Knowledge Base:All available memory is being used
When calling the free command to see the available memory, users notice that all memory is in use and therefore not available for applications anymore:
total used free shared buff/cache available Mem: 7974 5721 61 0 2192 2154 Swap: 8205 20 8184
A more human readable output is available with the
total used free shared buff/cache available Mem: 7.8Gi 5.6Gi 6.1Mi 0Ki 2.1Gi 2.1Gi Swap: 8.0Gi 20Mi 8.0Gi
This article is applicable to all Linux systems.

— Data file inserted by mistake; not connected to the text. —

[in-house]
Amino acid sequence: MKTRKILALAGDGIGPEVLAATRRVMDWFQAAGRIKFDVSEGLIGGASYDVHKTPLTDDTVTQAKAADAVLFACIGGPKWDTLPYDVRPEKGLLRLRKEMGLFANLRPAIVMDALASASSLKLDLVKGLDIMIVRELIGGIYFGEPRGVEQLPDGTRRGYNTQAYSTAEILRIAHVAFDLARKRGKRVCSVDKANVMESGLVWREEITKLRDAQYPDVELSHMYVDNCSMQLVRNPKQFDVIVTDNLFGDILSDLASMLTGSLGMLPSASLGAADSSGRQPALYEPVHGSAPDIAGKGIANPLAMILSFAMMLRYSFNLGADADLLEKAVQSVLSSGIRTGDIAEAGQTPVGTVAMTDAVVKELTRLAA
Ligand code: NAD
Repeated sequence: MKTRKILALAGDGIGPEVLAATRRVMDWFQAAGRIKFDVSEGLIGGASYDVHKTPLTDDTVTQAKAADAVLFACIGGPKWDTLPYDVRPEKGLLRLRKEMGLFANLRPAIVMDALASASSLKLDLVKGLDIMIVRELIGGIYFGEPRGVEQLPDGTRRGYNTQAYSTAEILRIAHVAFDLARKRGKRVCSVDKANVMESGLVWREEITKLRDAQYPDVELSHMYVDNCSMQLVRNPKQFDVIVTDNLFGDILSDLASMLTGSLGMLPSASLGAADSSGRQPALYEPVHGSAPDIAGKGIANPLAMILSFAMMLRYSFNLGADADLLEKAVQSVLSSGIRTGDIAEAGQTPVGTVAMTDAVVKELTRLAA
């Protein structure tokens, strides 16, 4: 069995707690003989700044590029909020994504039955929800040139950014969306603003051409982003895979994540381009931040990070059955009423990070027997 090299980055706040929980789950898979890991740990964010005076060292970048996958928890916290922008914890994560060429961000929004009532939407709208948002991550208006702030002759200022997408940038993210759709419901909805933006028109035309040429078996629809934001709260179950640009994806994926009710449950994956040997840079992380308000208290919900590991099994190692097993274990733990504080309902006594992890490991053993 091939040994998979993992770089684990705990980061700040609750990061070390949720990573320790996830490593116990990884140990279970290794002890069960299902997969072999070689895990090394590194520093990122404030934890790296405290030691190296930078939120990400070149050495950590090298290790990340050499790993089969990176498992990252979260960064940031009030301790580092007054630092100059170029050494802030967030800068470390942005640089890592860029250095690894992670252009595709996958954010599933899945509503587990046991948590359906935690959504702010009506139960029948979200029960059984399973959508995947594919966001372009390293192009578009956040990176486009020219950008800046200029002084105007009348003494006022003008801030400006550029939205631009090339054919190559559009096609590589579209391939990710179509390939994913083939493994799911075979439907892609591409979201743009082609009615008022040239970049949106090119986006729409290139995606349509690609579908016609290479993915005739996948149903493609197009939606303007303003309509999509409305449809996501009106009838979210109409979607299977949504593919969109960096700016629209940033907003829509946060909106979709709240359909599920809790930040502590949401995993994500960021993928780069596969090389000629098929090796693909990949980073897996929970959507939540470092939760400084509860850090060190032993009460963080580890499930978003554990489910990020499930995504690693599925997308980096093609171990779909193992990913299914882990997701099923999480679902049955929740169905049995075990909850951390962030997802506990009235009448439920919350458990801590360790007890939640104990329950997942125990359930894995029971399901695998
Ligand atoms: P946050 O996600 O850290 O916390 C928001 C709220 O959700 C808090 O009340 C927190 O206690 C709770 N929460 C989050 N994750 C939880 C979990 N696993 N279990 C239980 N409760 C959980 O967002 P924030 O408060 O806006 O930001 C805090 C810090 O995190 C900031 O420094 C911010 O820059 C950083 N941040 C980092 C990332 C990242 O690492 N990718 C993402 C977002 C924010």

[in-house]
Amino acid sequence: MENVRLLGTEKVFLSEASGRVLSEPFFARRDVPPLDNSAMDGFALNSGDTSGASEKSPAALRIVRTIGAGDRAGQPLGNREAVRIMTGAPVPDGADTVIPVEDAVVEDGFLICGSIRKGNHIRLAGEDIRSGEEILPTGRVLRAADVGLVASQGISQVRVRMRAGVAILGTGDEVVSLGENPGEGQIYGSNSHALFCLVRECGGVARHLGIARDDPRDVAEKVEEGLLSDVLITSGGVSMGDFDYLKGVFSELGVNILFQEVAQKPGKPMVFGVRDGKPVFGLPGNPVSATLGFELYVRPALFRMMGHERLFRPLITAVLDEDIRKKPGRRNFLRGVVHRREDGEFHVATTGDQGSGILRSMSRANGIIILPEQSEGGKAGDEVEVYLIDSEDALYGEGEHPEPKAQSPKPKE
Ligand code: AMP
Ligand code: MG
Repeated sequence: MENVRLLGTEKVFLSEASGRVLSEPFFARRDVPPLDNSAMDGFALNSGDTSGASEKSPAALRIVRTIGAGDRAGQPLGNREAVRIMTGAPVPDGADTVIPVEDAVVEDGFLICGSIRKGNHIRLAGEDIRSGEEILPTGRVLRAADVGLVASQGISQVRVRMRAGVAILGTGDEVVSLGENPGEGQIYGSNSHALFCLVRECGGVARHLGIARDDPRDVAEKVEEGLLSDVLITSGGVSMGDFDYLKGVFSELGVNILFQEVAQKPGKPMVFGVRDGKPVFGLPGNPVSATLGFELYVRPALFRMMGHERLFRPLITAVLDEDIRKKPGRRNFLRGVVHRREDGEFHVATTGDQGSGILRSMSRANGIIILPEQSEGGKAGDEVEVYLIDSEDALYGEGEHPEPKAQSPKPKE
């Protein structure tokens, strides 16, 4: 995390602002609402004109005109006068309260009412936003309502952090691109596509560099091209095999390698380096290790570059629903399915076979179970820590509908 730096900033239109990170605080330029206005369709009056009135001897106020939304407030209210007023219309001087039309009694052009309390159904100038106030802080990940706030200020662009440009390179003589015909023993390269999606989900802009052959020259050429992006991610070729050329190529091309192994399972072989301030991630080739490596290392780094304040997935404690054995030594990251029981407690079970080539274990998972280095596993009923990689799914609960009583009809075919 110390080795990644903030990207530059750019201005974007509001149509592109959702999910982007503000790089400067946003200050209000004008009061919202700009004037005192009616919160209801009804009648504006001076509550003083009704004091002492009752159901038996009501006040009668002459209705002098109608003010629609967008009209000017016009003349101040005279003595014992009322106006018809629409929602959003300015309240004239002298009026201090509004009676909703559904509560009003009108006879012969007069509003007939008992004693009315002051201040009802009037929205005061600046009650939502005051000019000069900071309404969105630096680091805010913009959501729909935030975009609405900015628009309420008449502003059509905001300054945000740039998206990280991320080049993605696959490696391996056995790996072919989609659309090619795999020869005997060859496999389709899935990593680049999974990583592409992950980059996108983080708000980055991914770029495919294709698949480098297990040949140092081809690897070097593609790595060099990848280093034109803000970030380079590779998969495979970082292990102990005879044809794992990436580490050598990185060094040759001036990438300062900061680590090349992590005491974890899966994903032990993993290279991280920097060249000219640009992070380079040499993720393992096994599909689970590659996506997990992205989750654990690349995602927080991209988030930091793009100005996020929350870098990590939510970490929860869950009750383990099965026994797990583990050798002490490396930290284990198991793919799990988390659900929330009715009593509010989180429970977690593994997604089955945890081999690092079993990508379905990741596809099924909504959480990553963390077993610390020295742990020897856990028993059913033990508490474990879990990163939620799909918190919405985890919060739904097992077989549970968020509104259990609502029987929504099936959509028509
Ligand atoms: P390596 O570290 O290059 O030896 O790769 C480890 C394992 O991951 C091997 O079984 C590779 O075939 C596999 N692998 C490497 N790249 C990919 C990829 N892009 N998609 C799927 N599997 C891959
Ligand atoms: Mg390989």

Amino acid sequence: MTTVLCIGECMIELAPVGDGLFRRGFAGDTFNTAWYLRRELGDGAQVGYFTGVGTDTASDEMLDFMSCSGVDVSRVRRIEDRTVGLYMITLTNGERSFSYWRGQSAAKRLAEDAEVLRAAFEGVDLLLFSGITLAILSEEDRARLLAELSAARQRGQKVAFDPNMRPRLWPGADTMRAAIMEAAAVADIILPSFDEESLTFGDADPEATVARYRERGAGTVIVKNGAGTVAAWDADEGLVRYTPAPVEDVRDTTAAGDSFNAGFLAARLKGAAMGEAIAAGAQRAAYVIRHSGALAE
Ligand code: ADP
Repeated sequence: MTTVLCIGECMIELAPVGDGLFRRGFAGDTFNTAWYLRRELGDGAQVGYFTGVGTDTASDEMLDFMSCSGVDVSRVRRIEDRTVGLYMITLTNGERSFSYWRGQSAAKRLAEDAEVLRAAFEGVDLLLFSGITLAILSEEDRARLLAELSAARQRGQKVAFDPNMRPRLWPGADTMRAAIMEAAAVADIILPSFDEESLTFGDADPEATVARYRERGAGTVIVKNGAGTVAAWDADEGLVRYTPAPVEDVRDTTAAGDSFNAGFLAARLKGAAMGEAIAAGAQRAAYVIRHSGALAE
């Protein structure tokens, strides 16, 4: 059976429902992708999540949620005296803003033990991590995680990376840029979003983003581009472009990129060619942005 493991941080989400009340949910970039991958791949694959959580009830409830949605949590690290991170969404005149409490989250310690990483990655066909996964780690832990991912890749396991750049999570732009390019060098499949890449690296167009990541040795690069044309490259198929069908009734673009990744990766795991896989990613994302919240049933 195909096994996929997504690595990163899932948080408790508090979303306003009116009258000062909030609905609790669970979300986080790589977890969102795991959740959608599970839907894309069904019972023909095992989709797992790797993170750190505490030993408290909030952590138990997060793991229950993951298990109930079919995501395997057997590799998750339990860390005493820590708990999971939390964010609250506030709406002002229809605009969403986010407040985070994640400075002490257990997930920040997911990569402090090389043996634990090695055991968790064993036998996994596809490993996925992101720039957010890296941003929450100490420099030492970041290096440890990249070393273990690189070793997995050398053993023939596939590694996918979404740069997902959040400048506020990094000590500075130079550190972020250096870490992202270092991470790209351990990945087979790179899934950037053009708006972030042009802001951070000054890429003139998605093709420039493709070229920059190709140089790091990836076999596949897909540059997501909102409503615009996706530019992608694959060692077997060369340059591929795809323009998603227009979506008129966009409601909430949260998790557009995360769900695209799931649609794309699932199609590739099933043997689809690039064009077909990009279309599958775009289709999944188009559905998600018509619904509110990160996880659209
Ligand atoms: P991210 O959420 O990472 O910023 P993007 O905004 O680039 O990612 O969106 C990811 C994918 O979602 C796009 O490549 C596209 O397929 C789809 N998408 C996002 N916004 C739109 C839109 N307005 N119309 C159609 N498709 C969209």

The output of the free command is correct, but often misinterpreted.
- The free column in the Mem: row tells the user how much memory is not used for anything, including buffers or cache (which can be removed at any time when memory is needed).
- The buff/cache column in the Mem: row show how much memory is currently used by buffers and cache (mostly used for file system caching), which is memory that can be immediately reclaimed for applications (and as such should be seen as free for applications)
To know how much memory is available for applications (if they need it), one should read the available column on the Mem: line, as that includes free memory + memory used by buffers and cache.
In the above example, more than 2 GiB of memory is available for applications.
- Linux ate my ram! — An entire site dedicated to the misinterpretation of available RAM in Linux.